When I was a youngster, one of the biggest thrills in life was getting a new pair of sneakers.
In those days, Keds were what the cool kids wore. My parents watched their finances pretty closely, so I usually got a discount brand. Every once in a while, though, Mom came through.
Such was the case on a warm summer day shortly after the conclusion of third grade. Mom scored me a pair of Keds. I could hardly believe my good fortune. Putting them on was transformational. The cushion, the look, and the smell were euphoric!
I was eager to try them out because, as everyone knows, a nine-year-old is fastest when sneakers are brand new. My buddies were waiting outside. Soon they would be drooling.
Stepping outside into our yard, I was received like Royalty. New Keds were never overlooked. To demonstrate their functionality, I took off in a blur across the lawn. That’s when my world came crashing down.
About half-way to the street, in full stride, I lost my footing in an unmistakable way. I went down in a heap. Something was very wrong, and then I smelled it. I had stepped in, you know what. My brand new Keds were desecrated.
I searched for a stick, but that was little help because Keds have finally grooved treads, which is why they provided such good traction when rounding third and heading for home. Mine were effectively ruined on their maiden voyage. Ultimately, I removed them and took a garden hose to their undercarriage. They were no longer new.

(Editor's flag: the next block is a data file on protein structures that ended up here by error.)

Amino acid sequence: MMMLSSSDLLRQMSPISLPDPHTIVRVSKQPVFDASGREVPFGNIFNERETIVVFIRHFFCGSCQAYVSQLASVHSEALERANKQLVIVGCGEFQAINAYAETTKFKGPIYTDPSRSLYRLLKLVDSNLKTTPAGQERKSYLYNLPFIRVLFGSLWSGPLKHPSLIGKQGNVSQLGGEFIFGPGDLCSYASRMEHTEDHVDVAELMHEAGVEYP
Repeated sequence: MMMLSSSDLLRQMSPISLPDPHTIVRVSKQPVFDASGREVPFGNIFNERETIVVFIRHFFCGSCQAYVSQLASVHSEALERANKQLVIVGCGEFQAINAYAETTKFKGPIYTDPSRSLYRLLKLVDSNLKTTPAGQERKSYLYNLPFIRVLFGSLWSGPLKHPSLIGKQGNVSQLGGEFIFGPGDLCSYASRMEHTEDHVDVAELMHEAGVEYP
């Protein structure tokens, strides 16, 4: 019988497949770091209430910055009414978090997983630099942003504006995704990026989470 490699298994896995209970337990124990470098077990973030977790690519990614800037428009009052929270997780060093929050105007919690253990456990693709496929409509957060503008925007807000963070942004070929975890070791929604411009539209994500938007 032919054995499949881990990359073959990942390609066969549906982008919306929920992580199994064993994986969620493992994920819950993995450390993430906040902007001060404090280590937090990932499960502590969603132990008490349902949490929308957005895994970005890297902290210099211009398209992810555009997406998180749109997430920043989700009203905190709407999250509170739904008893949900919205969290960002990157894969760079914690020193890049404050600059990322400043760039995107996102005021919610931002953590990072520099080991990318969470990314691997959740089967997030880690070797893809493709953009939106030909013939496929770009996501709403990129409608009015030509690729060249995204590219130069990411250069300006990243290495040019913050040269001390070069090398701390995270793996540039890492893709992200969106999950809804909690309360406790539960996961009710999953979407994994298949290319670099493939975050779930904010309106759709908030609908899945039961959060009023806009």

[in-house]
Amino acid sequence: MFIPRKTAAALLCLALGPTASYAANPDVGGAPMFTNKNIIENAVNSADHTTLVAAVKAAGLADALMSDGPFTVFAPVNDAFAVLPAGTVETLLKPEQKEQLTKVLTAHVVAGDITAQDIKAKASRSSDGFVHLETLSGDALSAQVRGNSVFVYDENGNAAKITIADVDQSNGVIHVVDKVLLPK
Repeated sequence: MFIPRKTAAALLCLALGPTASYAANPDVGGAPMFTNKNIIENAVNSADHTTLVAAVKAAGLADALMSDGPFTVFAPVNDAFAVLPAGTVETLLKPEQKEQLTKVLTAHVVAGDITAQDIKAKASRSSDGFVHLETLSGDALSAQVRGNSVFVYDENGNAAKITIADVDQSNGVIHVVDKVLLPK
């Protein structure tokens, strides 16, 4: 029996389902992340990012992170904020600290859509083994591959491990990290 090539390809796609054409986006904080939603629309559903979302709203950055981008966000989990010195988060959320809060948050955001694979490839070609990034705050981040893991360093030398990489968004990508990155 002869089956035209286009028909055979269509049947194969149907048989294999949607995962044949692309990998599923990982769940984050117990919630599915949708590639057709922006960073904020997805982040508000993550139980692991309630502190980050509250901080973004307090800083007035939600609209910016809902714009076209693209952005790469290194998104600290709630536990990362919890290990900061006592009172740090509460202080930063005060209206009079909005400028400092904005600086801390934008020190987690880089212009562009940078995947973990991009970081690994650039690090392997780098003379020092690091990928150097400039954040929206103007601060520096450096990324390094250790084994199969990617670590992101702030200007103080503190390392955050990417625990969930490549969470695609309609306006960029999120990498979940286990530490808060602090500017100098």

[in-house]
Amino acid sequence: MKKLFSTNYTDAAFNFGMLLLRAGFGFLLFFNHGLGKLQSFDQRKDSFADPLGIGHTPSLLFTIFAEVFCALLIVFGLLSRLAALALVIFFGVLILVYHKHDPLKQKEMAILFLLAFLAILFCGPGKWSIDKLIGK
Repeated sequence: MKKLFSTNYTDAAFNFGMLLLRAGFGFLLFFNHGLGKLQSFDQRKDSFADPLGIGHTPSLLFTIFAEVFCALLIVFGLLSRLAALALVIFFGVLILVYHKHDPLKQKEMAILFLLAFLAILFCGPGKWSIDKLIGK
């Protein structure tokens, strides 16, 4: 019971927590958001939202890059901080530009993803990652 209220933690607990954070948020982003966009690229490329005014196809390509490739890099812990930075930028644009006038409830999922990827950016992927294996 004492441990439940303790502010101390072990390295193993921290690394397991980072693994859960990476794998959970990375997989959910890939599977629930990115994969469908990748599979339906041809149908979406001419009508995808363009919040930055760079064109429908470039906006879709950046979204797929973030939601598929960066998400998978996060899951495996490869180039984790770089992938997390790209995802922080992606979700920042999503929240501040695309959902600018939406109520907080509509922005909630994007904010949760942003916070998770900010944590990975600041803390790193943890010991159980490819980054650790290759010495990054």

Looking back, it was a good lesson. No one escapes tragedy! Stuff happens, and we move on.
Years later, I had the opportunity to hear radio talk show host Dennis Prager, author of the book “Happiness Is Serious Business” give a lecture. I will never forget something he shared, “You can judge how well you know a person by the extent to which you know their pain.”
We all “step in it.” Often through no fault of our own. To think we are the “Lone Ranger” in our pain is to not know our neighbors very well. Other people’s lives may seem perfect, but they carry their own pain. Much of the time, it’s hidden, just like ours.
It’s easy to judge others, but who knows what they might be dealing with?
Pain however, is only half of the dance. Life’s a two-step, and it’s the second step that counts. How we carry on, despite our tragedies, defines our existence.
Everyone dances the two-step. It’s not an easy dance to learn. I certainly haven’t mastered it.
But I’m getting a lot of practice.
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One Reply to “Learning the Two-Step”
I definitely can relate. Since my recent tragedy, I drink less, exercise more, work harder, be nicer to others! My tragedy might be a good thing. Thankful that true friends are here for me. It is still a wonderful world.